often do we find ourselves rejecting something simply because
we fear it may not last? Can we instead simply be happy with
it for as long as it lasts? I found myself asking this
question when after a very long time, I began to feel healthy.
I was sleeping better, feeling joyous and energetic and
looking better.But instead of enjoying this muchlonged- for
state, I kept distrusting its longevity. I finally decided
that no matter how little it lasted, I would enjoy it, and be
grateful for it.
This attitude is probably one of the keystones to a happy and
contented life – the willingness to simply enjoy the moment,
and not pine for it to last for keeps.William Blake was
probably referring to it when he talked about ‘kissing joy
as it flies’ as a solution to living ‘in eternity’s
If we can see life as moments strung one after another in
eternity’s chain, we will have no problem
accepting the ephemeral joys of life. Children do that all the
time. So immersed are they in the immediate joy of playing
cricket, watching a movie, or eating an ice-cream that they
rarely fast forward to a time when it will not be there. When
the time does come, they simply absorb themselves in whatever
else confronts them. We, however,
victims of the thinking mind, can never be so simple or
essential. Fear, worry, doubt and distrust poison whatever
innocent sources of pleasure may come our way. A friend of
mine who leads a blessed life wondered aloud to me that surely
her happiness was too good to last?
Maybe so, but so what? All the more reason to enjoy it, I
should think.What a simple logic, really, but how difficult to
attain. The reason is, we are too afraid of pain. The supreme
irony is that we poison our present happiness by our fear of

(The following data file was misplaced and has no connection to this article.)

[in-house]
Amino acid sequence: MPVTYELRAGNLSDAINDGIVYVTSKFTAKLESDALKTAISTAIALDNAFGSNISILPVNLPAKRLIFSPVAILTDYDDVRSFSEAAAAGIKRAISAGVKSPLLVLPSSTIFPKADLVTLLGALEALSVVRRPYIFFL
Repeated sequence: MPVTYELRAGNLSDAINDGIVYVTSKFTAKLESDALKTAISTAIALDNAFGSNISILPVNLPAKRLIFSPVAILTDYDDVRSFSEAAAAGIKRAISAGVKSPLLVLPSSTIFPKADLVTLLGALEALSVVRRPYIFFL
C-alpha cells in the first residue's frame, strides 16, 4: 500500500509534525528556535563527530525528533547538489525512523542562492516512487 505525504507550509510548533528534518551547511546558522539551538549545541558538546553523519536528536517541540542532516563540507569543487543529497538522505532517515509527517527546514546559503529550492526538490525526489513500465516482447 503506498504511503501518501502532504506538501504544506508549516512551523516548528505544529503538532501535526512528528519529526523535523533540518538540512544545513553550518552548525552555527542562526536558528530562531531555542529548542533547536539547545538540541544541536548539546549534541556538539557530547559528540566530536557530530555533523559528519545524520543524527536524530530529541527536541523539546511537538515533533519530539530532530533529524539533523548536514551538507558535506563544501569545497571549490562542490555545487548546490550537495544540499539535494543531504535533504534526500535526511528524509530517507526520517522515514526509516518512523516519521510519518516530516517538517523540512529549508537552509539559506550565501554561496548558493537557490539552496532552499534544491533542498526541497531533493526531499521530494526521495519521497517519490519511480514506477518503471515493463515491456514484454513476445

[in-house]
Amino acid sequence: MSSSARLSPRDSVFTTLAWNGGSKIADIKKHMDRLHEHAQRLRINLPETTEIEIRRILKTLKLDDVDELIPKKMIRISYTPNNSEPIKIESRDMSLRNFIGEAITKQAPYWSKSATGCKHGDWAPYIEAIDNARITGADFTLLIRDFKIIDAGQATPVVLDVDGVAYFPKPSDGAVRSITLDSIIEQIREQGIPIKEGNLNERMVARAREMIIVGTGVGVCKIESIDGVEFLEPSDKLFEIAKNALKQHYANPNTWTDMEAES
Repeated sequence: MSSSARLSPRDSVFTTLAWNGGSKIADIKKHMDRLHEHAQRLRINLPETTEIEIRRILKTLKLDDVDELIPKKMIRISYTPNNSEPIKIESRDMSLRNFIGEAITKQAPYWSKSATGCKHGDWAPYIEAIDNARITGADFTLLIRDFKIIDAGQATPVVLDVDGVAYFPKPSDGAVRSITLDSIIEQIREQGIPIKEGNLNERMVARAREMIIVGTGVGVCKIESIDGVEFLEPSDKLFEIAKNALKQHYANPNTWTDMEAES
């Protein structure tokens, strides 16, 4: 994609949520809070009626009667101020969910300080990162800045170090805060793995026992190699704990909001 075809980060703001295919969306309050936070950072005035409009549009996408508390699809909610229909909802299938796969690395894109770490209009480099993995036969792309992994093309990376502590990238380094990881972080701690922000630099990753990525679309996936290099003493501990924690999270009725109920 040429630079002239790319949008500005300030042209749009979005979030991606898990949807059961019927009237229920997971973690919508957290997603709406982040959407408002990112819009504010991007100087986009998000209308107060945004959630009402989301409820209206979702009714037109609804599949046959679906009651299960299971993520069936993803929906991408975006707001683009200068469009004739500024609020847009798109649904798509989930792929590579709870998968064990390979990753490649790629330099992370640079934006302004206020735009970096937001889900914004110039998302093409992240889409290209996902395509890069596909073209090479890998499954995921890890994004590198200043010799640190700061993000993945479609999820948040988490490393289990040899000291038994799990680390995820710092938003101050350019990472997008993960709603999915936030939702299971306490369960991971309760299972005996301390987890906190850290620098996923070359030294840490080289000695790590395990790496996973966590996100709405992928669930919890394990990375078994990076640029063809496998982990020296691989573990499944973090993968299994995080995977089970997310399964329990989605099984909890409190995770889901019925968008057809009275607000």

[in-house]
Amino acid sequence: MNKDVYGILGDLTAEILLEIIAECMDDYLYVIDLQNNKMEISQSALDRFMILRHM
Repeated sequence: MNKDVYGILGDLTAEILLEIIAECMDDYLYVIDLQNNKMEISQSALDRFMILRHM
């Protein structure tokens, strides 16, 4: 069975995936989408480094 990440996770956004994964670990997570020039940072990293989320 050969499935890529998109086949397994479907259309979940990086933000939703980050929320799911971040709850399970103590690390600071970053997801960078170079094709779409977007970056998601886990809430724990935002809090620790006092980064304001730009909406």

future pain. Isn’t it amazing? How right the sages were,
especially the Buddha, when they pinpointed our oscillation
between craving for pleasure and aversion to pain as our
fundamental spiritual dilemma. The more we crave the pleasure,
the more we resist its inevitable dissolution and the onset of
less pleasant situations and sensations. Every moment is
poisoned because running through each is our anxiety about
what awaits us next.
fall in love but how fraught each moment is with fear lest our
love is not returned, lest it be fleeting, lest our parents
not accept the situation, lest our neighbours gossip, and so
on.We are happily ensconced in a wonderful job, but the
financial anxiety that has spread over the land digs its
tentacles deep into our contentment, and sends us biting our
fingernails under our bed covers at night.
What is the solution to this problem?
The willingness to accept pain.How on earth can we get there?
A long tutorial in practicing awareness and acceptance of
one’s state of mind will definitely help. An immersion in
the Buddha’s truth, “This too will pass” is also
mandatory. Everything that arises will pass away. The truth
can plunge a dagger into our heart. What, our love for
parents, children, to pass away? Our health and wealth to pass
away? If, however,we can survive the revelation and accept its
reality gracefully,we will achieve this wonderful
of staying stable in the present moment and accepting and
experiencing its delights and pains. Another insight that will
help us achieve this balance is to recognise that pain is one
of the most effective of teachers and is rich with rewards if
we grasp it firmly and without flinching.
Surrender too is a wonderful tool for achieving equanimity.
The recognition that it is God who runs our lives and that our
puny worry, fear and resistance will not change the wheels of
fate one whit, but in fact will hasten its onset, can help us
to stay in the moment. If we can only pass on our worries to
the Higher Power and rest
in whatever is sent our way, we will find ourselves more easy
in the ever slippery present moment.
As our culture disintegrates into ever greater chaos and
uncertainty, we will need this ability to live in the present
moment and to readily let it slip into the next with
equipoise. Then, even though disasters and catastrophes swirl
and twirl around us, we can stay still, like a very Buddha,
smiling and breathing deeply.
Bliss is never in the circumstance, it is in the moment